The code also covers fire protection and prevention, life safety and emphasises the need for fire drills (both planned and unplanned) for high-rise structures.
Also, following a fire incident at an oil depot at Jaipur in 2009 which left 12 people dead, over 200 injured, caused damage running to several crores and caused an adverse environmental impact, a powerful committee under the chairmanship of MB Lal was formed and this suggested several key fire safety-related reforms for the petroleum sector.
In addition, following the earthquake at Bhuj in 2001, the Model Building Bye Law 2003 came into force, and this empowers the chief fire officer to inspect and issue a ‘no objection’ certificate for a building under his jurisdiction. If this is not granted, the building does not get the necessary operational licence.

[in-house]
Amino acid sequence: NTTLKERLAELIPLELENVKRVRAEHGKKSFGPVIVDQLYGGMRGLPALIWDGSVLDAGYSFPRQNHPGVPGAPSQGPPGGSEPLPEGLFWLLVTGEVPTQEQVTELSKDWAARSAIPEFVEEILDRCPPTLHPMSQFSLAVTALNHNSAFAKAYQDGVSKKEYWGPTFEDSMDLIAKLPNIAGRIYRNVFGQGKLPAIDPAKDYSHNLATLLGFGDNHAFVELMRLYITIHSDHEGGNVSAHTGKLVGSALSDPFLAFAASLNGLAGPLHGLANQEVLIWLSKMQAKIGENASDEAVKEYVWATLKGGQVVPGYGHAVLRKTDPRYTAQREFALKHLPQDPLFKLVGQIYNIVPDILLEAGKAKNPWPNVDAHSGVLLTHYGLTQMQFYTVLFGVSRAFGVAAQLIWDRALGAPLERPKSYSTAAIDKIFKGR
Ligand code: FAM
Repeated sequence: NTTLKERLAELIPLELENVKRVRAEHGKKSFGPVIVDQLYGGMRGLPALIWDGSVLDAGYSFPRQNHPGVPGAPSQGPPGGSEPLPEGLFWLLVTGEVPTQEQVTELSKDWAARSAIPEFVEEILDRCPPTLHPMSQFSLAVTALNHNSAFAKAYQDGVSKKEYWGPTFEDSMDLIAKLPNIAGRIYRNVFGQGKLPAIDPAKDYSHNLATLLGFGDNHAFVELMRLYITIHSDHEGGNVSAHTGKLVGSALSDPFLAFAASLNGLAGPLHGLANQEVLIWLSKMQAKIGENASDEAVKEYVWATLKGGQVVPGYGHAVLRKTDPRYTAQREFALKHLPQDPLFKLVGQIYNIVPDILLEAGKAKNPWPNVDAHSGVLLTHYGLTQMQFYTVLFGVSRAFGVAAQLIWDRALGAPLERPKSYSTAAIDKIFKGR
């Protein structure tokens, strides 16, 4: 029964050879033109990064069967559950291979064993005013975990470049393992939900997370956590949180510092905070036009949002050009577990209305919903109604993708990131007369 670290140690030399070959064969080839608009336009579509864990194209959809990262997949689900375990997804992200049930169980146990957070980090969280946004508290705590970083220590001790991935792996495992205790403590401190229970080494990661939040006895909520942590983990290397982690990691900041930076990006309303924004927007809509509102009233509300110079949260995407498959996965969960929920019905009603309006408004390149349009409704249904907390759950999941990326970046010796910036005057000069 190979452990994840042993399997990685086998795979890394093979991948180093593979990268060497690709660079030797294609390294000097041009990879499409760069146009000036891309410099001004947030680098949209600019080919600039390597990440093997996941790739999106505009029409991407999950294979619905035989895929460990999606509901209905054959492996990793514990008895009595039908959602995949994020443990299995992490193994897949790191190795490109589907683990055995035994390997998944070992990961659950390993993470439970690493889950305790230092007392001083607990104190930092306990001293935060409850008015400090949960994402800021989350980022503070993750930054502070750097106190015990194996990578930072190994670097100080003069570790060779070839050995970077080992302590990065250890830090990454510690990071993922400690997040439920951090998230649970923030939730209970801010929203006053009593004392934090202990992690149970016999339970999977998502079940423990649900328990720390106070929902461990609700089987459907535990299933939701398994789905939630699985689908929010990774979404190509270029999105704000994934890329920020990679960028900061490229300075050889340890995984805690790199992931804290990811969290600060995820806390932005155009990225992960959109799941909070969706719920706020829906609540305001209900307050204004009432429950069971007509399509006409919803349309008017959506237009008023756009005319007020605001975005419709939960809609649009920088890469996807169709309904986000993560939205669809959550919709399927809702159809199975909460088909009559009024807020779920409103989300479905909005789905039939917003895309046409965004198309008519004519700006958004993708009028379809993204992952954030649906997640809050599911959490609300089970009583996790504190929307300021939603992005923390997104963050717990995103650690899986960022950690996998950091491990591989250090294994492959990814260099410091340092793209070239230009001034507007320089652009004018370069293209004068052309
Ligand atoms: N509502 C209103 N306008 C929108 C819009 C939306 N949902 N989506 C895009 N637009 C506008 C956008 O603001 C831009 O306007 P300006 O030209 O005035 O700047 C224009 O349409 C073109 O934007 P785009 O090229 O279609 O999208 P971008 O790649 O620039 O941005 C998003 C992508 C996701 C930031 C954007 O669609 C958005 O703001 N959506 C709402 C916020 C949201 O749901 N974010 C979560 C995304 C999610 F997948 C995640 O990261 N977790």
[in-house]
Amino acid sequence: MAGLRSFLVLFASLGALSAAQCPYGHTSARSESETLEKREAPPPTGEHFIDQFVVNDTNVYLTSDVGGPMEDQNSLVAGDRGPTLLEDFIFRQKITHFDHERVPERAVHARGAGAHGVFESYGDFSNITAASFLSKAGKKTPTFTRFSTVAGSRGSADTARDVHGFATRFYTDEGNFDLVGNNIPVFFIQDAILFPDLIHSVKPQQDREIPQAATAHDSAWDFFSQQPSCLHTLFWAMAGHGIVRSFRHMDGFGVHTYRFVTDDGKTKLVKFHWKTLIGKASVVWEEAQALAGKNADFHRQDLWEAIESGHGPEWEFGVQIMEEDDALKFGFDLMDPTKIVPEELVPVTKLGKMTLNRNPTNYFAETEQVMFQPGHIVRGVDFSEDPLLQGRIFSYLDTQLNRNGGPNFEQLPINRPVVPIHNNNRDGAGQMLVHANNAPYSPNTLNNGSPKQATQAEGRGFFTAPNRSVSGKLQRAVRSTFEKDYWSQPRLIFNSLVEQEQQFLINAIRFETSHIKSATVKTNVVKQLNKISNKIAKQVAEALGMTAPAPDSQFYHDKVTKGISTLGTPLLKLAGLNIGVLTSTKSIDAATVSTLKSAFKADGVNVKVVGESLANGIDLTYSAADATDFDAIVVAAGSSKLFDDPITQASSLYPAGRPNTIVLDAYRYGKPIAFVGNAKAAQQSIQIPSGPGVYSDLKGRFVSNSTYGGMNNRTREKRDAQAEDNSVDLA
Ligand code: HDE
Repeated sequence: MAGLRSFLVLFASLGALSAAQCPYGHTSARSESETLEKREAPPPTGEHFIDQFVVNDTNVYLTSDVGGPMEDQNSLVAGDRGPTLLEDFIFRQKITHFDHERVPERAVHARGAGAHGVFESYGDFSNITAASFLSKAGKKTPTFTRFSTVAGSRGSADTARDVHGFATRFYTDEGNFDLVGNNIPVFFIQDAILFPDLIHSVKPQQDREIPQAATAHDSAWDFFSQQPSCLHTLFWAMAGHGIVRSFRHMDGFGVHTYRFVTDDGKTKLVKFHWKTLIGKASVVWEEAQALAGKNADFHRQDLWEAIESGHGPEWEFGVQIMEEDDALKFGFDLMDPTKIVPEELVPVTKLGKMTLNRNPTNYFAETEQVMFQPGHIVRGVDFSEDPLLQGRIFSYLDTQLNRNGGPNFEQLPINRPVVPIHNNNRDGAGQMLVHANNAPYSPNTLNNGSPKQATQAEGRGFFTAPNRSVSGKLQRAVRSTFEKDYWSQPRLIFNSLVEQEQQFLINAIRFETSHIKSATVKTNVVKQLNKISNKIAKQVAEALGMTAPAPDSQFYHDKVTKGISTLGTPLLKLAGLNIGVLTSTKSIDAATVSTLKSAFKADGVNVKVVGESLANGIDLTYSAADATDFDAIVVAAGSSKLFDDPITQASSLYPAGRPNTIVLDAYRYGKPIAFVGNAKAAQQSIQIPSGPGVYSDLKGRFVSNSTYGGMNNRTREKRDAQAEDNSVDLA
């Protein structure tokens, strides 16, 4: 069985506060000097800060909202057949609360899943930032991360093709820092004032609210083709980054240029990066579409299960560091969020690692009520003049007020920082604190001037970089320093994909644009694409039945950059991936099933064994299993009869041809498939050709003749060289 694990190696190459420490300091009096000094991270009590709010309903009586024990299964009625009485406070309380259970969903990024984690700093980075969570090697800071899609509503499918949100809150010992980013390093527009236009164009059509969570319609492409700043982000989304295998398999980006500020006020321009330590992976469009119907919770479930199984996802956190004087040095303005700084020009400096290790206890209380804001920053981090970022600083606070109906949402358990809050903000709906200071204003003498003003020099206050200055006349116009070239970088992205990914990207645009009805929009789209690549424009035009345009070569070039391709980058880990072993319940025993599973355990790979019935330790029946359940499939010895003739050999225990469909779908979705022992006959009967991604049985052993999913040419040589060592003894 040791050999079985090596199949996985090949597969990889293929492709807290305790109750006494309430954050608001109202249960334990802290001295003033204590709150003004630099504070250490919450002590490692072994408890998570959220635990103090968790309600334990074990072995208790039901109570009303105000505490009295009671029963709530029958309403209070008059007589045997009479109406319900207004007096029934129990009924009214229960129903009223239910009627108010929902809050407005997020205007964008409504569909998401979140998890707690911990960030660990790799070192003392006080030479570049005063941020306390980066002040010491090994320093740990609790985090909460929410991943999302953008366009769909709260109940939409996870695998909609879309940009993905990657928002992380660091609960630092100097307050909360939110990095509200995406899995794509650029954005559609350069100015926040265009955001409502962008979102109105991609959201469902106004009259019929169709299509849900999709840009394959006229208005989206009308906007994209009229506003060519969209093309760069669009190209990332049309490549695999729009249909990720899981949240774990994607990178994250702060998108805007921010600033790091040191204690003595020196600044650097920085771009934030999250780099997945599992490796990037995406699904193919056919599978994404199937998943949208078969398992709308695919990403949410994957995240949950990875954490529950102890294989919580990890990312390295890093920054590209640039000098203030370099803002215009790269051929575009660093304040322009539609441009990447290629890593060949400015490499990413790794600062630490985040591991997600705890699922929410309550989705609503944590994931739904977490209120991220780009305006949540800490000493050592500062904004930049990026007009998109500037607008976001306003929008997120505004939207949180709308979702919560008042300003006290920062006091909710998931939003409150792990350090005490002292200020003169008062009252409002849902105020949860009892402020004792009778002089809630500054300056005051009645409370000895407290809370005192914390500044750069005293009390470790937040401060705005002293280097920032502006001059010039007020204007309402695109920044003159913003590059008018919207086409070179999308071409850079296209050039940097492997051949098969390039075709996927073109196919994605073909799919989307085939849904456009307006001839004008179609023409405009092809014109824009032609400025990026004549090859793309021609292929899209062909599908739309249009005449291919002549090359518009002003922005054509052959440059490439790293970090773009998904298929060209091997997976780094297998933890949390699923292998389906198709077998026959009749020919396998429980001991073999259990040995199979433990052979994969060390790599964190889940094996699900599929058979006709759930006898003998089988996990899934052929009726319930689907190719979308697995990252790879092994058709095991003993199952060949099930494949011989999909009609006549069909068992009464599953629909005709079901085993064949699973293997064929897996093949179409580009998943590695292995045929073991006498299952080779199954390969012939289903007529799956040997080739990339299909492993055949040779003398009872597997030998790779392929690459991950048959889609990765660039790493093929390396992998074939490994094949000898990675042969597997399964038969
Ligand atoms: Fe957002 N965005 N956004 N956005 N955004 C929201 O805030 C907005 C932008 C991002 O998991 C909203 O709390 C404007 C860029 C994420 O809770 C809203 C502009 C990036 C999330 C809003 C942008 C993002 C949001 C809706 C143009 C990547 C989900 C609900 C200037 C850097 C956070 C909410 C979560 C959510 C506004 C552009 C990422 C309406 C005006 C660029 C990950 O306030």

However, there is a regular need for reviews of and upgrades to fire laws as our cities and towns undergo changes in terms of rising population, expansions and development activities.
What changes need to be made to improve fire safety in India?
Dipen Mehta: We are lacking in education related to fire safety. Specific and continuous fire safety topics should be covered in the curriculum right from schools up to higher education.
Educational activities should include mock fire drills and demonstrations of how to handle different type of fires. Students must be taught how to handle electrical fires, fires due to liquefied petroleum gas (LPG) and so on.
The number of educational institutes that provide certified professional courses for firefighting is also too low. The importance of fire departments should be increased and this should be raised to the level of the police and emergency service departments.